Whatever you do, please don’t think what you’re currently doing is broken. There’s always room to tweak and evolve, but this is already a wonderful series. Thanks for hosting it!

  13. PS – The only criticism/weakness I can identify is that it sometimes seems that your feelings for particular actors and actresses create obstacles that stand between you and enjoying some of these movies. But you’re usually pretty up-front about that, so I just take it with a grain of salt when it becomes evident that liking a movie is contingent on your accepting that particular actor.

    That’s a big difference between books and films, now that I think of it.

  14. I sometimes learn more from What Didn’t Work. I would like a way to discuss how we might fix a movie that is broken or tweak a character to make them really speak to an audience.

    Not sure how to do this, because you do the podcast right after the movie. Would it be possible to stay on the chat when it’s over and all of us talk about it right then?

  15. @Molly: Maybe use the half hour the chat is open before the movie starts to discuss the previous week’s film and talk about the stuff you mention?

  16. I like the idea of an after-chat very much, discussing the movie while it’s fresh in our minds. Frankly, I’d probably enjoy that more than the podcast.

  17. How about both? A 15-20 minute chat after the movie, while it’s still fresh. And then use the chat before the next movie to discuss the podcast.

    That would have kept me more disciplined about watching the movie and listening to the podcast before the next one began.

  18. Definitely like the afterchat idea; let me run it past Lani.

  19. I’m loving the whole thing and learning a lot. I listen to the podcast every Monday, whether I had the chance to watch the movie yet or not, and I watch with the live chat when I can.

    I do think that making sure to give a general breakdown and trying to keep the discussion to one particular area at a time is helpful.

    I love it when you offer some small (or not-so-small) tweaks that could have “fixed” an almost-there movie. It gives me more of an insight than just “this is broken.”

    I agree with someone else who said I learn the most (probably) when you two are articulating different viewpoints. (Jenny’s right about Mike Cutler in Desk Set, btw.)
    😉

    I wonder if after each series it would make sense to do a short overview of what was learned/established. You did a brief one way back at the beginning of the rom-coms and you worked it into the Killers podcast, but perhaps a stand-alone one? So that someone who isn’t interested in a particular movie doesn’t miss the overview of What We Learned?

    In rom-coms we learned: consistency of character is key; conflict can NOT be overcome just by someone telling the truth; humor should be something integral to the character, not just stupid happenings; tone should be consistent; etc. Maybe you could also include a good and bad example of each from the series (not extensive, just brief!).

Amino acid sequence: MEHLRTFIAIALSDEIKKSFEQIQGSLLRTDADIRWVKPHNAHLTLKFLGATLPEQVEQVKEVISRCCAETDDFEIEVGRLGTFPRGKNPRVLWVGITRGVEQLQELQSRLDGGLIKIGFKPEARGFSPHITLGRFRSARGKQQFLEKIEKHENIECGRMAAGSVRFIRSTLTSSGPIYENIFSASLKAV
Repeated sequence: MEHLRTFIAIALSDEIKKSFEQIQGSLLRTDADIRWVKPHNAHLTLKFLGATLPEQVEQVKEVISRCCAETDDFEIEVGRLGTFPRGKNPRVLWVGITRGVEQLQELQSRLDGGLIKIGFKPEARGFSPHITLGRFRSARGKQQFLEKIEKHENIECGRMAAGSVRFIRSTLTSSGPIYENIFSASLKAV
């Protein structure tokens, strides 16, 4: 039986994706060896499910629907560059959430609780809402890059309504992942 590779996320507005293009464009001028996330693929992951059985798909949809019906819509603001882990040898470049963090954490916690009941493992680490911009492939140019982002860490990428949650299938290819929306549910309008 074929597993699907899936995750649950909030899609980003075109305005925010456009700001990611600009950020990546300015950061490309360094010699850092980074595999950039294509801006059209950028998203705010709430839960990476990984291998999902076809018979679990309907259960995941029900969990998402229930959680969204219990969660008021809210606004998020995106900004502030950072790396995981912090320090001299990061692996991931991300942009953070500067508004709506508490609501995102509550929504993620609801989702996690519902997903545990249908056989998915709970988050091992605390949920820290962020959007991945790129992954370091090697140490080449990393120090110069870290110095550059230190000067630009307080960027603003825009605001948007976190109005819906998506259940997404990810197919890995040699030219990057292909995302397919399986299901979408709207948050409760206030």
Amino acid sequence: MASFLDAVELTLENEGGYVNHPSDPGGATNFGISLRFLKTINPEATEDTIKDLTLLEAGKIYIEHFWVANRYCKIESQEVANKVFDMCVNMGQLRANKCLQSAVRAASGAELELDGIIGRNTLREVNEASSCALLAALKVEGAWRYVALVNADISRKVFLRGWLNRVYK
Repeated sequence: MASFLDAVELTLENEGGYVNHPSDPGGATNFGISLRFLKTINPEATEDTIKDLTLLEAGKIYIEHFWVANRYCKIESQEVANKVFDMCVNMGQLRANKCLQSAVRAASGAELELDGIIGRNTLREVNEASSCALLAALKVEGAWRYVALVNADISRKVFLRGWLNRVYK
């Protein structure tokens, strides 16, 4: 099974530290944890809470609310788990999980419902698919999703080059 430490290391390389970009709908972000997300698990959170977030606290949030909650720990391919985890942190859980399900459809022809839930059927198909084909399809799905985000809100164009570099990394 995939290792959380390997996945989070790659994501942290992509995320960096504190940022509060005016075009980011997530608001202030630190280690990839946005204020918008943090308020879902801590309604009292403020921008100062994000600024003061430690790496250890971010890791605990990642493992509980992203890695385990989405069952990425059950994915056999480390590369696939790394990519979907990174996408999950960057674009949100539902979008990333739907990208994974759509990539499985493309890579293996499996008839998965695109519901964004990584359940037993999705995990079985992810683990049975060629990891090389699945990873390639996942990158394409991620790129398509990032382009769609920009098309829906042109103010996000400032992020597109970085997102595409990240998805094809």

Thanks for doing this! It’s really fun AND helpful!

  20. We’re doing the RomCom book which will do all of that, so we’re way ahead of you. And the podcasts will be more focused from now. Lucy’s even going to print out outlines so we stay on target.

  21. i’m late to the conversation and now there’s nothing left to add:) i love the idea of the after chat. Sometimes dh will talk to me about the movie afterward since he sits and watches it with me but but it’s not the same.

    what else have i learned? structure. pacing. that bad movies get made all the time for many reasons. that as basic as my own writing is at least i know who my protagonist is – which is more than can be said for some of the movies we’ve seen:)

    Oh, wait — I did have something I was going to ask and now you’re asking for suggestions. Jeez. I wish I could remember what it was. okay, i’ll come back when/ if I remember.

  22. oh, it it might go along with some of the other suggestions in some way but here it is….
    I watched Music and Lyrics for the first time the other day and was remarkably surprised. I don’t usually care for Drew Barrymore and who knew Hugh Grant could carry a tune passably well. But what really surprised me was what a good romcom this was. So, I guess i’m wondering if there’s a place for ‘movies we wished we’d watched’ – either ones you’ve found since the survey or suggestions from the peanut gallery?

  23. As others have said before me the stuff i like is the explanation of what works and what doesn’t work, and why.

    I think the stuff I have learned about is the arc of character which I understand a lot better. I also liked the discussion about tone.

    It reminds me when i watched Made of Honor a couple of months ago, and the thing that made me hate it so much (apart from Patrick Dempsy) was character violation of the heroine. Also really suffered from the reasons why they can’t be together (his fathe can’t commit). This series really made understand the reasons why it didn’t work.